FCO Merger

International Development – in the House of Commons on 15th July 2020.

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Photo of Daisy Cooper Daisy Cooper Liberal Democrat Spokesperson (Justice), Liberal Democrat Spokesperson (Digital, Culture, Media and Sport)

What assessment the Government made of the potential merits of merging her Department with the Foreign and Commonwealth Office prior to the announcement of the integrated review of security, defence, development and foreign policy on 26 February 2020.

Photo of Anne-Marie Trevelyan Anne-Marie Trevelyan The Secretary of State for International Development

Both the merger and the integrated review are evidence of this Government’s commitment to a unified British foreign and development policy that will maximise our impact around the world, project our values and be a stronger force for good—they go hand in hand.

Photo of Daisy Cooper Daisy Cooper Liberal Democrat Spokesperson (Justice), Liberal Democrat Spokesperson (Digital, Culture, Media and Sport)

The Bond network says that it has not been consulted on this merger and the integrated review has been restarted behind closed doors. Will the Government commit to meeting Bond and other civil society organisations so that those on the frontline can inform the new Department’s aid priorities?

Photo of Anne-Marie Trevelyan Anne-Marie Trevelyan The Secretary of State for International Development

Baroness Sugg leads in the Department in meeting the CSOs, and there are regular meetings ongoing. The integrated review is working over the summer to pull together the key issues, and development is an absolutely critical strand within that.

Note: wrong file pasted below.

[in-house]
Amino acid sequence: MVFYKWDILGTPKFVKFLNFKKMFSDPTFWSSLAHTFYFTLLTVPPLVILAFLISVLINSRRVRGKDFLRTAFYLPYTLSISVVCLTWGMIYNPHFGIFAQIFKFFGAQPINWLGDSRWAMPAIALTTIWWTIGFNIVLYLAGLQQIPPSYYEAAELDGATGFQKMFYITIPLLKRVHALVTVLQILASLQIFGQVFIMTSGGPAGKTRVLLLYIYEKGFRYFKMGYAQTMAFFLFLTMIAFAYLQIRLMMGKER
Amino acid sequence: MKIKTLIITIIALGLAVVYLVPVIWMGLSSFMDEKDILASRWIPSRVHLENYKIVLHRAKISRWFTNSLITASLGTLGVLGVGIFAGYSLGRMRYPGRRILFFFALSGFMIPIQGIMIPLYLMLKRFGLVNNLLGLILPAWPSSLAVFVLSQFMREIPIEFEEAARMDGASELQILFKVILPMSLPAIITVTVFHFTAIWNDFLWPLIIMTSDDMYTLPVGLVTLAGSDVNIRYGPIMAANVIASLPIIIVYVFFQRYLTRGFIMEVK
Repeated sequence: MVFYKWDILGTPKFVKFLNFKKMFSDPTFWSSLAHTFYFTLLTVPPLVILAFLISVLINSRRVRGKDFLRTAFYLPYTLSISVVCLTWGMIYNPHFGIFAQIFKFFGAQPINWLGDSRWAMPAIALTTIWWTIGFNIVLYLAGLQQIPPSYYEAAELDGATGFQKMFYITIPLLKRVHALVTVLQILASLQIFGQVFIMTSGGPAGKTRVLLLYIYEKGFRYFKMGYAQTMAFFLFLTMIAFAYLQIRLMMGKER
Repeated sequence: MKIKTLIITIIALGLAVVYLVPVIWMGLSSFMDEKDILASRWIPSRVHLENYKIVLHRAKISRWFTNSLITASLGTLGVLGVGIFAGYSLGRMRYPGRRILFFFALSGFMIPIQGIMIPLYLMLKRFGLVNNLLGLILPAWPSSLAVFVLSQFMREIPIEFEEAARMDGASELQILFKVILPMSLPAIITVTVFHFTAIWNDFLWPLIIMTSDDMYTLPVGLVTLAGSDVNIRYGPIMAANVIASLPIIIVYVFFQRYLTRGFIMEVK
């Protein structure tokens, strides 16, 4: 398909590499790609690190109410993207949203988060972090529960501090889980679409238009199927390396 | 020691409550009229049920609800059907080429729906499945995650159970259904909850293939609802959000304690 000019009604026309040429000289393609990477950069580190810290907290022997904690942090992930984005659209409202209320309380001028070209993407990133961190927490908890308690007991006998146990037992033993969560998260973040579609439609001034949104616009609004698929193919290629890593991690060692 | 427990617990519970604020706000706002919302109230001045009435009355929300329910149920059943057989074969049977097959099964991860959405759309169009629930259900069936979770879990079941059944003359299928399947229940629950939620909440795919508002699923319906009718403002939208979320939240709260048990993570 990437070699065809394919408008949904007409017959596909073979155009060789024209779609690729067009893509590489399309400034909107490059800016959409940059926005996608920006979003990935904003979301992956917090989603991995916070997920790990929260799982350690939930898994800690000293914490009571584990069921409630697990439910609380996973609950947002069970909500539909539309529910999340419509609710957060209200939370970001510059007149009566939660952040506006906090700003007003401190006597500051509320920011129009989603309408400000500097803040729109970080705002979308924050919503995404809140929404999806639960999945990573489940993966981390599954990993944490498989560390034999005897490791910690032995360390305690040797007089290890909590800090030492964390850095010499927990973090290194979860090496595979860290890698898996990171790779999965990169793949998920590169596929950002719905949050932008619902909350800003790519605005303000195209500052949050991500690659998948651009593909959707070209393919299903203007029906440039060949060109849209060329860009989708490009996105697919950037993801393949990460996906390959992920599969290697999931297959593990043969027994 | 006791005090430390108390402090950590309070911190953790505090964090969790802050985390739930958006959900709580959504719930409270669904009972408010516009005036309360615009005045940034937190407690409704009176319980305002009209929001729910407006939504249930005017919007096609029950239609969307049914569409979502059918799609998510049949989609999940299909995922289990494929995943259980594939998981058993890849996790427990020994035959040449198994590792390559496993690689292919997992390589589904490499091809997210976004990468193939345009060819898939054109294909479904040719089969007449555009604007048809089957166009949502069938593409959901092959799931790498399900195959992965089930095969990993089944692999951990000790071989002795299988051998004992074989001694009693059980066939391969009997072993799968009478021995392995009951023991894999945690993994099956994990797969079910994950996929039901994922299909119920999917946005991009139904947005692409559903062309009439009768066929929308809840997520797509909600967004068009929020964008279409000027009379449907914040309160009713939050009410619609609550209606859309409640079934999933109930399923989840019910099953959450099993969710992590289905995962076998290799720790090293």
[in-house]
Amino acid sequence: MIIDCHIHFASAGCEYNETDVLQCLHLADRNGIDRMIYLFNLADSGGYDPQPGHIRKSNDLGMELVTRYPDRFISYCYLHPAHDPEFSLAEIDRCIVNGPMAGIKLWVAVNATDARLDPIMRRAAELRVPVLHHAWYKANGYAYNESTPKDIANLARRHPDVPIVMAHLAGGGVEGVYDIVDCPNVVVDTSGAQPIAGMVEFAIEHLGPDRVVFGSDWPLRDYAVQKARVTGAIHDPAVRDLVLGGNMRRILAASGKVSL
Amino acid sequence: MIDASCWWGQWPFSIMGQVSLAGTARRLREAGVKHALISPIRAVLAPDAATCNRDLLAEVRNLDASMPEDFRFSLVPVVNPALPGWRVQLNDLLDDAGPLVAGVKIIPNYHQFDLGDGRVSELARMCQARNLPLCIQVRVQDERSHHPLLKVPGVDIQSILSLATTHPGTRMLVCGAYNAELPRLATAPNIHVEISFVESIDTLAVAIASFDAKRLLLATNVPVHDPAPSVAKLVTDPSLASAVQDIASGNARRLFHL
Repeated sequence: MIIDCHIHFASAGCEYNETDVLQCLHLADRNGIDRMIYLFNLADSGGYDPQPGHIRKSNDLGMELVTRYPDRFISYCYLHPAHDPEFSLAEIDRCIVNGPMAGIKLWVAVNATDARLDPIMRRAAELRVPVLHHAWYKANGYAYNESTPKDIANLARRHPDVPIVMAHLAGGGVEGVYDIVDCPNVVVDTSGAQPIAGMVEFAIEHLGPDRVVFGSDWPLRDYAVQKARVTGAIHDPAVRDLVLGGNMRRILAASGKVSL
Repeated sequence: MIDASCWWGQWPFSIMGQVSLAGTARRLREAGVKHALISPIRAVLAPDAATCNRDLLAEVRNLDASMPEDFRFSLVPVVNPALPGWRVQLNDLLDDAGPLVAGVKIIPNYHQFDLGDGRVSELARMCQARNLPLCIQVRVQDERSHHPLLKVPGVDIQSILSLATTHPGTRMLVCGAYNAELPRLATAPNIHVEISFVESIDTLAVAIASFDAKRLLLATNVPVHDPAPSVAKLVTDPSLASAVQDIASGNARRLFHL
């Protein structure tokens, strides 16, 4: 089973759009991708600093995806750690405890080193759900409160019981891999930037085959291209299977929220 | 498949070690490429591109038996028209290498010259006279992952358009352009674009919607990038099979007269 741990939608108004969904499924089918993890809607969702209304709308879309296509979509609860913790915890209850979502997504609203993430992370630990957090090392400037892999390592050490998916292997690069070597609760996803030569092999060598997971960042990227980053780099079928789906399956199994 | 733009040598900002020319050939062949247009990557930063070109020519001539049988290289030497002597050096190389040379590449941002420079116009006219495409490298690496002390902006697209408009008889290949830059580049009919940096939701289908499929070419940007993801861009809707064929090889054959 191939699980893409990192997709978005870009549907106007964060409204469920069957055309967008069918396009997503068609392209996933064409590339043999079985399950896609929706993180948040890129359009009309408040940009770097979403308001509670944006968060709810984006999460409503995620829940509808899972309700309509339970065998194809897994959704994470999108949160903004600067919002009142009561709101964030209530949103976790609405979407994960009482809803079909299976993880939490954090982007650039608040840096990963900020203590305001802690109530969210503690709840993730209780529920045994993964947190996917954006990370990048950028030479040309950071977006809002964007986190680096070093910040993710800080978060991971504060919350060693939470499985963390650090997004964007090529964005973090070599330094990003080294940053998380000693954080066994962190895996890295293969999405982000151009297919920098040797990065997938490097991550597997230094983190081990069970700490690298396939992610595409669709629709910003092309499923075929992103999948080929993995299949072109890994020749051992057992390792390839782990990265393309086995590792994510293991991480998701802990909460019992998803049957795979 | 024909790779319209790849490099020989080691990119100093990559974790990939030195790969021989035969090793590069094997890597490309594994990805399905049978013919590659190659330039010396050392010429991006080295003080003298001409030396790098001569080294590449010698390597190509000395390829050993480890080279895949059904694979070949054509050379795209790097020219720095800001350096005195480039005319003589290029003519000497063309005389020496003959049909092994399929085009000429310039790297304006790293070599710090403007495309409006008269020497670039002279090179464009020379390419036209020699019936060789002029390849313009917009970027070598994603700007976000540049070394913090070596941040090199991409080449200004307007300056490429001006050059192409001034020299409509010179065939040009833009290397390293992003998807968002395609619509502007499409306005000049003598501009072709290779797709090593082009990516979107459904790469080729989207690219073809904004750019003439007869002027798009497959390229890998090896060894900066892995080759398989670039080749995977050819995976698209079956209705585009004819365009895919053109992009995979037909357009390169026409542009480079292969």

Photo of Chris Law Chris Law Shadow SNP Spokesperson (International Development)

Last week I asked the Secretary of State what partner organisations and non-governmental organisations were consulted prior to the announcement of the merger of the Department for International Development and the Foreign and Commonwealth Office. She said that the statement on the merger was first made to Parliament and that there has been ongoing consultation since then. This stands in stark contradiction to what the Prime Minister said previously when he told this House that there had been

“massive consultation over a long period.”—[Official Report, 16 June 2020;
Vol. 677, c. 678.]

Therefore, was the Prime Minister aware he had taken a decision without any evidence to support it, or did he mislead Parliament to create an illusion of legitimacy for this ideologically driven, disastrous merger?

Photo of Anne-Marie Trevelyan Anne-Marie Trevelyan The Secretary of State for International Development

As set out in previous answers, the Prime Minister made the announcement of the new departmental framework to Parliament first, and there are ongoing discussions led by Baroness Sugg and the permanent secretary with the CSOs and the NGOs.